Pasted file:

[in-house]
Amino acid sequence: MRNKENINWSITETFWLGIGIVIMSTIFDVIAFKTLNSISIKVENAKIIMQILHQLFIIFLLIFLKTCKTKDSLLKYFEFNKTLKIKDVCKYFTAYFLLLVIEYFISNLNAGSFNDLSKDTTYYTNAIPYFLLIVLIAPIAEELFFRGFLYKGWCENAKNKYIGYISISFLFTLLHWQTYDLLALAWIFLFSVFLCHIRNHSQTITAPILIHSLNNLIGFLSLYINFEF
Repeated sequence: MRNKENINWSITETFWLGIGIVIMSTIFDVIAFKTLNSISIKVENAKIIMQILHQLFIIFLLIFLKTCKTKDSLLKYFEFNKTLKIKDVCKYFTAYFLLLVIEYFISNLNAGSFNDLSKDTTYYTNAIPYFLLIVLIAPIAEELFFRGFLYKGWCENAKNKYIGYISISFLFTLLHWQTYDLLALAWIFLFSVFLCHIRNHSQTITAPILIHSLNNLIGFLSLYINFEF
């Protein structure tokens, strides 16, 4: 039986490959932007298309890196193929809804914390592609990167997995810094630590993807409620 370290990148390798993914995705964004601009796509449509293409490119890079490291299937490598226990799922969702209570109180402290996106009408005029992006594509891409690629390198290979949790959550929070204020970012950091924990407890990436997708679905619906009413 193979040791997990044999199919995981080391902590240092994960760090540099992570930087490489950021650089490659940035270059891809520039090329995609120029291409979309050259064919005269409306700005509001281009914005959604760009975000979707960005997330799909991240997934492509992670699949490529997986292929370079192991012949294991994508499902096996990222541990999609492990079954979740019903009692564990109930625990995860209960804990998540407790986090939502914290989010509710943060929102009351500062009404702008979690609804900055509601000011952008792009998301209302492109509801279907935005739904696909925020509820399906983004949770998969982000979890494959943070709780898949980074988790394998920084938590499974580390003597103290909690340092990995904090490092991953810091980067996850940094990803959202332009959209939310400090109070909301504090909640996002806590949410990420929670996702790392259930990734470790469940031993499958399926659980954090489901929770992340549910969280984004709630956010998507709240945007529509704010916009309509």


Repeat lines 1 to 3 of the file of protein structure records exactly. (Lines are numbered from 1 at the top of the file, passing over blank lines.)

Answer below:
[in-house]
Amino acid sequence: MRNKENINWSITETFWLGIGIVIMSTIFDVIAFKTLNSISIKVENAKIIMQILHQLFIIFLLIFLKTCKTKDSLLKYFEFNKTLKIKDVCKYFTAYFLLLVIEYFISNLNAGSFNDLSKDTTYYTNAIPYFLLIVLIAPIAEELFFRGFLYKGWCENAKNKYIGYISISFLFTLLHWQTYDLLALAWIFLFSVFLCHIRNHSQTITAPILIHSLNNLIGFLSLYINFEF
Repeated sequence: MRNKENINWSITETFWLGIGIVIMSTIFDVIAFKTLNSISIKVENAKIIMQILHQLFIIFLLIFLKTCKTKDSLLKYFEFNKTLKIKDVCKYFTAYFLLLVIEYFISNLNAGSFNDLSKDTTYYTNAIPYFLLIVLIAPIAEELFFRGFLYKGWCENAKNKYIGYISISFLFTLLHWQTYDLLALAWIFLFSVFLCHIRNHSQTITAPILIHSLNNLIGFLSLYINFEF